Posted 6 years, 10 months ago at 3:00 pm. Add a comment
No, it’s not a superhero. It’s a phenomenon.
When it comes to the green flash, there are four groups of people.
- 1. Those who have never heard of the green flash
- 2. A few who know what it is, but never saw it themselves
- 3. Fewer still who have seen it and recognized it
- 4. A tiny handful who have photographed the green flash
For readers in group one, you’re about to join the esteemed second group! What is the green flash? When the sun sets over the ocean, just as the disc disappears completely below the horizon, you can sometimes see a green flash. It depends on the right conditions, and usually requires a rather clear sky. Kind of like this Hanalei Bay sunset from May 22nd, though I was worried the clouds would mess it up:
I noticed as I was photographing the sunset that the green moment (one second, really) had arrived, and held down the camera shutter button. The first two or three photos actually have a bit of green visible! You really have to zoom in, but here it is:
This photo is highly cropped, but has no color adjustments of any kind.
So now you know about the green flash. The next time you’re viewing a clear sunset over the ocean, watch for it! If you have a D-SLR, try to catch it in pixels. Just hold down the shutter in high-speed-shooting mode, and look at your pics later to see if the rim of the sun looks green as it disappears underwater.
What else did I do this lovely day besides join the ranks of green flash photographers? I rode a helicopter around Kauai with Island Helicopters! This outfit is fantastic, and I wouldn’t have changed a single moment of the tour. A truly impressive (and safety oriented) operation. I’ll be writing a full article about the tour shortly, but here are a few teaser pics to get you drooling.
Waimea Canyon, the Grand Canyon of the Pacific:
The Na Pali coast, inaccessible by roads:
I would say a helicopter tour is a MUST for anyone visiting Kauai, provided you can afford it. And remember, there are a few areas where you never want the “cheapest available” – medical services, used cars, and small aircraft flights. I’d spend the extra few dollars for a safety-oriented, professional tour operator like Island Helicopters.
As I’m writing this, I’m feeling rather isolated as the only person in Camp Sloggett, a cool but currently empty campground near the top of Waimea Canyon. That story, however, must wait for another day.
Posted 6 years, 11 months ago at 3:41 pm. 7 comments
This surf-obsessed beach lined with expensive shops (and probably Hawaii’s most expensive restaurants) is definitely a haven for lovers of posh hotels and convertibles. When I arrived on May 18th I saw a lot of Mustangs, so I guess that’s the preferred rental cabrio of Oahu.
As I’d been traveling for 24 hours, I didn’t do much upon my late-afternoon arrival. But I did head to Waikiki Beach, five minutes’ walk from my hostel, to take in the sunset:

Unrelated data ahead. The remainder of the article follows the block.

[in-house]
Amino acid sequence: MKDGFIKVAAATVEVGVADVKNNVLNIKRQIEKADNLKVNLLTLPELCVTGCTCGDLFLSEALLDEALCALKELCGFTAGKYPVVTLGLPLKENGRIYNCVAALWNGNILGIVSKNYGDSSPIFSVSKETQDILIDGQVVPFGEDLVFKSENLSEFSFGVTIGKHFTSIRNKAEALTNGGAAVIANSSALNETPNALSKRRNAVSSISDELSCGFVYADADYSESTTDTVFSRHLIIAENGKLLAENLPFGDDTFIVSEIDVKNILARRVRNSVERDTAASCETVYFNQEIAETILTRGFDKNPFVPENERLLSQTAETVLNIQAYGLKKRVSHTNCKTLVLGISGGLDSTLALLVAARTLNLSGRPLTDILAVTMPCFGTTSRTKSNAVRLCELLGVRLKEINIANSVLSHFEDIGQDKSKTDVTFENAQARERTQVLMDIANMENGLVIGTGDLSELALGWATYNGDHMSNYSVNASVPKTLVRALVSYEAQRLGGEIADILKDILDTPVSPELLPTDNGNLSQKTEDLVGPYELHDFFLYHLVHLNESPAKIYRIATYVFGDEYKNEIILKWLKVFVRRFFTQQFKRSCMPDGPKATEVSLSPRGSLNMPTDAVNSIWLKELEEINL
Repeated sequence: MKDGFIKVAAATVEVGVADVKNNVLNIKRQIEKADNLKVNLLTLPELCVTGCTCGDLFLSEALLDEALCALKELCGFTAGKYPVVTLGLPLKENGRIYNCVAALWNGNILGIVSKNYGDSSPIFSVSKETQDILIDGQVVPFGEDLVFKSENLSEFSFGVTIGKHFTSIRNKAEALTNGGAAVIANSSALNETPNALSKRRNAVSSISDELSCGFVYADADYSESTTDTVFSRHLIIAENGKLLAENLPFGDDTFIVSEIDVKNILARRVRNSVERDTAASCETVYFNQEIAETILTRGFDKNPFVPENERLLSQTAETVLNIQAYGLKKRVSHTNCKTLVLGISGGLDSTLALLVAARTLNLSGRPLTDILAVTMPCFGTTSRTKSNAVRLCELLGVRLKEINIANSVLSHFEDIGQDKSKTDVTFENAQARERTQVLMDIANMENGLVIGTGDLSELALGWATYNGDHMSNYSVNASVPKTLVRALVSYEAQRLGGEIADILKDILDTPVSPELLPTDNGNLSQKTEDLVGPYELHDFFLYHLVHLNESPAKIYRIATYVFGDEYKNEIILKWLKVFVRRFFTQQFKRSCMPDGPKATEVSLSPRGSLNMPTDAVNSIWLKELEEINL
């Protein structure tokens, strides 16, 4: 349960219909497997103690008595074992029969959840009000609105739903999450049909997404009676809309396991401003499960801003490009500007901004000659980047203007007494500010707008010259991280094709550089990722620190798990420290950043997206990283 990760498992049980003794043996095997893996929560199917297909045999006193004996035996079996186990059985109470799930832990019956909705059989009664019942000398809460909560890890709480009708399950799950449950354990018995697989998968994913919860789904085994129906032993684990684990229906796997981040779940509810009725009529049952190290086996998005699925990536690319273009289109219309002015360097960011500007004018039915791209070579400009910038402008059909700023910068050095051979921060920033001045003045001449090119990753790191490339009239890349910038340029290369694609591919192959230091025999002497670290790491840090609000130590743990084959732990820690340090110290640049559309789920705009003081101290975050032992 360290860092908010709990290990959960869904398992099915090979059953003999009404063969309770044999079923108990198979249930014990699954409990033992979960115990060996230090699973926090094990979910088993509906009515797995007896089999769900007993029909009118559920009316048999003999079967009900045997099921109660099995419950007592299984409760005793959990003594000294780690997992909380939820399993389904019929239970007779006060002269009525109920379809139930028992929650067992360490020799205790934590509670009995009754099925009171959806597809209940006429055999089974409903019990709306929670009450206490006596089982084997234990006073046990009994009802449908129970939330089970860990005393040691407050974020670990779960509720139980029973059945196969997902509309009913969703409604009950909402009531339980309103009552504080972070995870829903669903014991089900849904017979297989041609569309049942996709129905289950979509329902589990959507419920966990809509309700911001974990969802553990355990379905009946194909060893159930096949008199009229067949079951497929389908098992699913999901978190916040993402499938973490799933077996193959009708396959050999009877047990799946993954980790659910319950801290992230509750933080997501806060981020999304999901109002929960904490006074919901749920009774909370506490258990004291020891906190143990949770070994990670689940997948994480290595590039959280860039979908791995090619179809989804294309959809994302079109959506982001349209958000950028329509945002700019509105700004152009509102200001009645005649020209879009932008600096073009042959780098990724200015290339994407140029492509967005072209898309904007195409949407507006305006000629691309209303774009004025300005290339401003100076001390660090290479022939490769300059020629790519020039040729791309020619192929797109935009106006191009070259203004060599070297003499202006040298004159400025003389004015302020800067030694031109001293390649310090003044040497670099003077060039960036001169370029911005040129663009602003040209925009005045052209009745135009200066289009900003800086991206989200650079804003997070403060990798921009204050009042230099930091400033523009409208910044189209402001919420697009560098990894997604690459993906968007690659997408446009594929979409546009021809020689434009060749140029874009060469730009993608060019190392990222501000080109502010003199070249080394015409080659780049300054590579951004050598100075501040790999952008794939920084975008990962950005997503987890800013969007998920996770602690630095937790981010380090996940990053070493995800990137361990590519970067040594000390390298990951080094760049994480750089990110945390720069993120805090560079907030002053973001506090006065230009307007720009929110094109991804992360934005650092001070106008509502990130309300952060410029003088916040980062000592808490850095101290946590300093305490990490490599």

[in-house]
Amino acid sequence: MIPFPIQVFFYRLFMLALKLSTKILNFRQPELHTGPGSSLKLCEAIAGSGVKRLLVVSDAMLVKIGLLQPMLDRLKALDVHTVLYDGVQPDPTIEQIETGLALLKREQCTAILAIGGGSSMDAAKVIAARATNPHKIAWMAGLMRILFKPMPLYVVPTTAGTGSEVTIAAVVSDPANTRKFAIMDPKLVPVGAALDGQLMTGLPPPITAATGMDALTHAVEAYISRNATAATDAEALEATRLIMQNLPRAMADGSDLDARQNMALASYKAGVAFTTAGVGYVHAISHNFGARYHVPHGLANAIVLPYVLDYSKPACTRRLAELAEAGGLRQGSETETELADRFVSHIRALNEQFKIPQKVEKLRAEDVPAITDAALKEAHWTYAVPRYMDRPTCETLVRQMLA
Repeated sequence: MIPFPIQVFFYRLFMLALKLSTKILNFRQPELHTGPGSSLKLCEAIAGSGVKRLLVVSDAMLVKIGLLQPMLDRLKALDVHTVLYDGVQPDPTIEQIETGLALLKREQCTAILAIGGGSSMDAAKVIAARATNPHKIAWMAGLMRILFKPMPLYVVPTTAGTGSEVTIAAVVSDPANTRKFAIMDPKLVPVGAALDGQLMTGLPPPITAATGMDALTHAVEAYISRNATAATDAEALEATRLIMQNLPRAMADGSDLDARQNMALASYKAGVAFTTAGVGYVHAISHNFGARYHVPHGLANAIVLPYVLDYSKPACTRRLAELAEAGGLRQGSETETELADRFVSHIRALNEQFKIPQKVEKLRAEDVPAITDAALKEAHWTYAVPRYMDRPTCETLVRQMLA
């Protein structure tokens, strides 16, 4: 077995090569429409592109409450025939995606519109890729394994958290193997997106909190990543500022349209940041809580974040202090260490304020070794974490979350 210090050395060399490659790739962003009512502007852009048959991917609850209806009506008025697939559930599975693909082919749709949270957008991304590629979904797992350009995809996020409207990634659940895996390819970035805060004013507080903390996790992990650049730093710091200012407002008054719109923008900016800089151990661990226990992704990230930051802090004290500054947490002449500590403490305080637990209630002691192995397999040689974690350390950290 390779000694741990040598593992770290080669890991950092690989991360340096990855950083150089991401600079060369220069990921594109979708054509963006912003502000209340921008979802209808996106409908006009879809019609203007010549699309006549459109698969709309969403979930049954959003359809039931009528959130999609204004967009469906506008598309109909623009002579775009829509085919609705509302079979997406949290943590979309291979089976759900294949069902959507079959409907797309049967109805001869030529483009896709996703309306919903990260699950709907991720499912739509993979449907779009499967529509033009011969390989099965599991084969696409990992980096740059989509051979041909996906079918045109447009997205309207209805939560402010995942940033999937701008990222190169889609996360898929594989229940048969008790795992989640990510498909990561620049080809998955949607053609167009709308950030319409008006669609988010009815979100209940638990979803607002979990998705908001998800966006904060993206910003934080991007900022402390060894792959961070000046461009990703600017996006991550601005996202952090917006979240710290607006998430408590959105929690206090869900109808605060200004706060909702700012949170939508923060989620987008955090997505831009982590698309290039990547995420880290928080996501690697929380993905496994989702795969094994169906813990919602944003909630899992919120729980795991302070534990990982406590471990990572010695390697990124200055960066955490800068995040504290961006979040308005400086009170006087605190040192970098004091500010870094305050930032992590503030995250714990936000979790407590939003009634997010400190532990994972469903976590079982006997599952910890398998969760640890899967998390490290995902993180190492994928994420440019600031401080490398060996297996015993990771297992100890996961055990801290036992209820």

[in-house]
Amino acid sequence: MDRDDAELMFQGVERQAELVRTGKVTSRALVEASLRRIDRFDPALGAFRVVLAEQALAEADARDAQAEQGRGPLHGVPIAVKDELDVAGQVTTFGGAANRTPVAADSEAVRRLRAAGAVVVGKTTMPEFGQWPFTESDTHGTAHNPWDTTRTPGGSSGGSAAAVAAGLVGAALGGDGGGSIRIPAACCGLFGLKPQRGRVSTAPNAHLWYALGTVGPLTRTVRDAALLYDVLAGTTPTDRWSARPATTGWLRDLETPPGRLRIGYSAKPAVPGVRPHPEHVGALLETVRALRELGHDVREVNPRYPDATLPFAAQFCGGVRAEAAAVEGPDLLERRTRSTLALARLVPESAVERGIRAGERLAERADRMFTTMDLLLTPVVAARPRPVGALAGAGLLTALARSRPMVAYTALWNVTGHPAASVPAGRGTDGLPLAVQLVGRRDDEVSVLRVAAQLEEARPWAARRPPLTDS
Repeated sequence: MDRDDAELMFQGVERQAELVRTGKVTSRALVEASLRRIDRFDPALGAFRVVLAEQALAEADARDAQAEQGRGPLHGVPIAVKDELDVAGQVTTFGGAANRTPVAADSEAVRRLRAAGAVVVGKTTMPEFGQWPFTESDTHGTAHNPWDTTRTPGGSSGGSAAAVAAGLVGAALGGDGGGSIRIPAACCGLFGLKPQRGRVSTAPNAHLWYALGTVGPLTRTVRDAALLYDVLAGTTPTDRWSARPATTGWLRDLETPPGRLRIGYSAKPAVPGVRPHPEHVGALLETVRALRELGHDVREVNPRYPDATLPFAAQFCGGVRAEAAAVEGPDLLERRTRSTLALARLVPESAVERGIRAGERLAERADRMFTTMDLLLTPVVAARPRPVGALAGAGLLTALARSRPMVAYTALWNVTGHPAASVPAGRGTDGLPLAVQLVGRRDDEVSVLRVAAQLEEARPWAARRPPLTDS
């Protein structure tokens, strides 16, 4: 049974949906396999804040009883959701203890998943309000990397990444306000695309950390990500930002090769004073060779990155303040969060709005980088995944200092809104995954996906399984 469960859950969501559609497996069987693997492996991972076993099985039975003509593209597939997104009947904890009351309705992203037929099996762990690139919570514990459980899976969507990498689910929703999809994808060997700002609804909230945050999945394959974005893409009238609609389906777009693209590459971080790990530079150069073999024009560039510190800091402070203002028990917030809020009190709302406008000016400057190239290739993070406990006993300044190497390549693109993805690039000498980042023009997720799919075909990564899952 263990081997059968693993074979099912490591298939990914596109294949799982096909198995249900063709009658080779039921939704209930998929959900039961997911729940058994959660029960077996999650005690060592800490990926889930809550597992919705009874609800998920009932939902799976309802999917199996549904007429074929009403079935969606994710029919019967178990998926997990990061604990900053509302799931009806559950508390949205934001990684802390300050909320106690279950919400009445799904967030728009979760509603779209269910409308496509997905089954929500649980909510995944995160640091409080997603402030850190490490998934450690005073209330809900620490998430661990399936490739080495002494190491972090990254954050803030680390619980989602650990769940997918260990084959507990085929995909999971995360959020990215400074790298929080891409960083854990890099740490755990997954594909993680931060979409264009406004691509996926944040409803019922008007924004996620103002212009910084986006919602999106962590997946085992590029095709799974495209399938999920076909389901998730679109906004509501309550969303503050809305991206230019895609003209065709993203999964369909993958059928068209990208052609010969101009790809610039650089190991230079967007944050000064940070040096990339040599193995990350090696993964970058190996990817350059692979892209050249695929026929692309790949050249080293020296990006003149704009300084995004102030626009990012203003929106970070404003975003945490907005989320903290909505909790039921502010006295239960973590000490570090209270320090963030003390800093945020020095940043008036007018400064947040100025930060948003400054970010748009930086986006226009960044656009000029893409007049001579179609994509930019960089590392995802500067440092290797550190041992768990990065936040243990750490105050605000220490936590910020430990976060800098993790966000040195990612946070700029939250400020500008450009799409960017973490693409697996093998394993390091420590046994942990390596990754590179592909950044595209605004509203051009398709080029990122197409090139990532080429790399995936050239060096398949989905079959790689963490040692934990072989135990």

There was a free hula show going on with native Hawaiian music, but I’ll have more about that in two days.
For dinner I checked out a delicious Japanese restaurant, which has branches in Waikiki and Tokyo: Jinroku Pacific, a Teppan Grill & Bar (2427 Kuhio Avenue in Waikiki). My longtime readers might remember another post about okonomiyaki, a large Japanese savory pancake:
And the tasty final product, topped with an egg, mayonnaise, barbecue sauce, seaweed flakes, and fish flakes:
Here’s another Japanese “fast food” specialty, takoyaki. I tried the takoyaki for lunch another day. Mine was a little undercooked, but still good. There’s truly an art form to shaping these round octopus dumplings.
Let’s just say I slept well this night, after 24h of travel and a good Japanese meal. Though I did wake up early the next day due to 5h of jet lag. Tune in tomorrow to see Diamond Head crater and Honolulu!
Posted 6 years, 11 months ago at 3:17 pm. 4 comments
May 12th brought me to Cusco, albeit a bit late because of (supposedly) bad weather. When we arrived the weather was beautiful, but I understand there is often fog in the morning – and no pilot in his right mind would attempt this landing on instruments.
For my skydiving friends, landing in Cusco is about like this: you fly in about a thousand feet above the mountains, which are around 12k’. Descend about a thousand feet to mountaintop level, then do a 180° hook turn into the valley and land. Considering the cruising altitude was probably 15-18k’, there was almost no descent – just one high-performance turn!
The view from my hotel room at Hostal Buena Vista
Yours truly at the Sacsayhuaman ruins at 3,701m, which have truly amazing stonework
A choice sunset shot (out of about 50 I took) – flaming hot
I wrapped up the day at the Inka Grill, where I had alpaca steak. But those details will have to wait, as it’s time for bed – I get up around 4am tomorrow to climb the mountain next to Machu Picchu. Will let you know how that goes in a couple of days, if I don’t fall off Huayna Picchu – hah!
Posted 6 years, 11 months ago at 4:00 pm. 5 comments